W3C home > Mailing lists > Public > xml-dist-app@w3.org > October 2000

Re: Removal (Time for XMail?)

From: Laird A Popkin <laird@io.com>
Date: Mon, 2 Oct 2000 15:04:53 -0500 (CDT)
To: Aaron Swartz <aswartz@swartzfam.com>
cc: David Orchard <orchard@pacificspirit.com>, "'XML-DIST-APP'" <xml-dist-app@w3.org>, ice-ag@egroups.com
Message-ID: <Pine.LNX.4.21.0010021458330.2003-100000@fnord.io.com>
On Mon, 2 Oct 2000, Aaron Swartz wrote:

> Laird Popkin <laird@io.com> wrote:
> > Yep, and there is a spec for allowing people to send URI's over the web. ICE
> > (see http://www.icestandard.org) has both push and pull content syndication
> > for this reason.
> Thanks for the URL. I've looked at this before, didn't look in too much
> detail because the spec was rather complicated. I'll take another look now,
> however.

As an outgrowth of supporting various choices (push/pull, pass by
value/pass by reference, scheduling, etc.) it is a fairly complex
document. That being said, if you pick a particular combination and ignore
everything else the spec gets a bit "skinnier". We've recently published
an "ICE Cookbook" of recipe's that provide simple examples of how to use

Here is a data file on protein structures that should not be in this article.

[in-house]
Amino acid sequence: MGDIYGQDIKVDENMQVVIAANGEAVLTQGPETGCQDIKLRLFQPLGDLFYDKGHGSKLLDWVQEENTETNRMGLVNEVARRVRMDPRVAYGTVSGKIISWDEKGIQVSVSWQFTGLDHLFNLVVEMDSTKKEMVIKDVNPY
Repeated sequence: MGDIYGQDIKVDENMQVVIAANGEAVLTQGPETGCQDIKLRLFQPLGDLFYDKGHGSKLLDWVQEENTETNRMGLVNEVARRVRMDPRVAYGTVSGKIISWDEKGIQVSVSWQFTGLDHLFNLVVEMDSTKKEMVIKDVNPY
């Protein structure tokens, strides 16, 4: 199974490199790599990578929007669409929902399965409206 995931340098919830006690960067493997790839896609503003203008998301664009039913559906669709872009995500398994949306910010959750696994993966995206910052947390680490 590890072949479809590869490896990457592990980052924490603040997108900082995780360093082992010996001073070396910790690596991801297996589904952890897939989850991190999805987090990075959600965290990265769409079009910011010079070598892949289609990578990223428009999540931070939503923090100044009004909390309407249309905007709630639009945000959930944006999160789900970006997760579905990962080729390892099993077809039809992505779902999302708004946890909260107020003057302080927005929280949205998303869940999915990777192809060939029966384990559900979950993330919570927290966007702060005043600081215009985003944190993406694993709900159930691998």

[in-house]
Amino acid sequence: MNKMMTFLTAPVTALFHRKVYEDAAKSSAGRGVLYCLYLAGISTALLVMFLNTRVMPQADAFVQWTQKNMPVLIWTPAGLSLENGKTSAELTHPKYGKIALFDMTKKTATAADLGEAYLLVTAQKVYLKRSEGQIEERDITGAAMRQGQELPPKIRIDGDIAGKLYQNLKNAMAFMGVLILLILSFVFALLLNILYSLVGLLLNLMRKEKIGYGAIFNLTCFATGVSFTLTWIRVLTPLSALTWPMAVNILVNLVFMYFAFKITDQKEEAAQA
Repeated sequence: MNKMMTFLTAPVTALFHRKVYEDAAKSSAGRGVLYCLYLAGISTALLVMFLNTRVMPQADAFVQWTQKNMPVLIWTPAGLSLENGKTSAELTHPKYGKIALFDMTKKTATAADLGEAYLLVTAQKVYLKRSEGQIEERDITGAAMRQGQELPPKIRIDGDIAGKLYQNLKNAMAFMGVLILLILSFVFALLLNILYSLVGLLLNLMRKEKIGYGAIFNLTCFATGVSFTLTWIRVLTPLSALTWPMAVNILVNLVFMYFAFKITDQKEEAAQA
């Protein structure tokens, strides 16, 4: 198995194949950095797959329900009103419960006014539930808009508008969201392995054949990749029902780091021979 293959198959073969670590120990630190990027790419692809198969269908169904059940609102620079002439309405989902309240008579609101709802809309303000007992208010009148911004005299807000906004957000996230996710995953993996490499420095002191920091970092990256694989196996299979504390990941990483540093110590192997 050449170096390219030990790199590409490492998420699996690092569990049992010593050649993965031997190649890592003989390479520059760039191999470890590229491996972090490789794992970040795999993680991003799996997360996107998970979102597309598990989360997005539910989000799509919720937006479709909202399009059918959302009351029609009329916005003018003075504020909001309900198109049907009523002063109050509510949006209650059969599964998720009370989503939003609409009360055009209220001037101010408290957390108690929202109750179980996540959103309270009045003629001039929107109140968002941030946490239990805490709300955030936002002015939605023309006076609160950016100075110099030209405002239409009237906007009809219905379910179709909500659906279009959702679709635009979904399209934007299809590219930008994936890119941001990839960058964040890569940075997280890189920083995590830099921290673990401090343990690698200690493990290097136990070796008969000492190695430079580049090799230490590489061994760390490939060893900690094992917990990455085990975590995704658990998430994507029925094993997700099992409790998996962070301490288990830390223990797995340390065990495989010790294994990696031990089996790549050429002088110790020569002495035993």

ICE, specifically to make the protocol more approachable. It should be up
on the ICE web site shortly.

> > Given all of the various possibilities, I'm curious which combinations are
> > most interesting to you?
> Personally, I like applications that feel like pull and really like those
> that actually are pull. While I check my email using POP currently, I'd much
> prefer it if my computer could notify my email server when I had a net
> connection, and have it forward all the email to my machine, so I'd be
> notified as soon as it was received. Then, of course, it would stop doing
> this when it discovered I had gone off line.

Makes sense. Sounds a little like Backweb's "polite" technology.

> In addition, as mentioned before, there is a need for push (in protocol
> form) over the Web. Formats like RSS, etc. would save lots of bandwidth and
> resources if push were available. Services that track pages (like Mind-It!
> and SpyOnIt) would become much more accurate and useful, if they notified
> you immediately once a page had changed (or close too it) rather than every
> hour, two hours, or however long it takes them to sweep. The problem is that
> pull protocols don't scale as well as push for these types of apps.

Indeed -- I agree that push is prefereble. Unfortunatly it requires a
degree of sophistication on the part of a content provider to implement
push notification of changes, while it's no work at all to put files on a
web server that are checked using "if if modified since" in HTTP, so I
suspect that true push will be limited to people/systems that are fairly
serious about optimizing content flow.
Received on Monday, 2 October 2000 16:05:03 UTC

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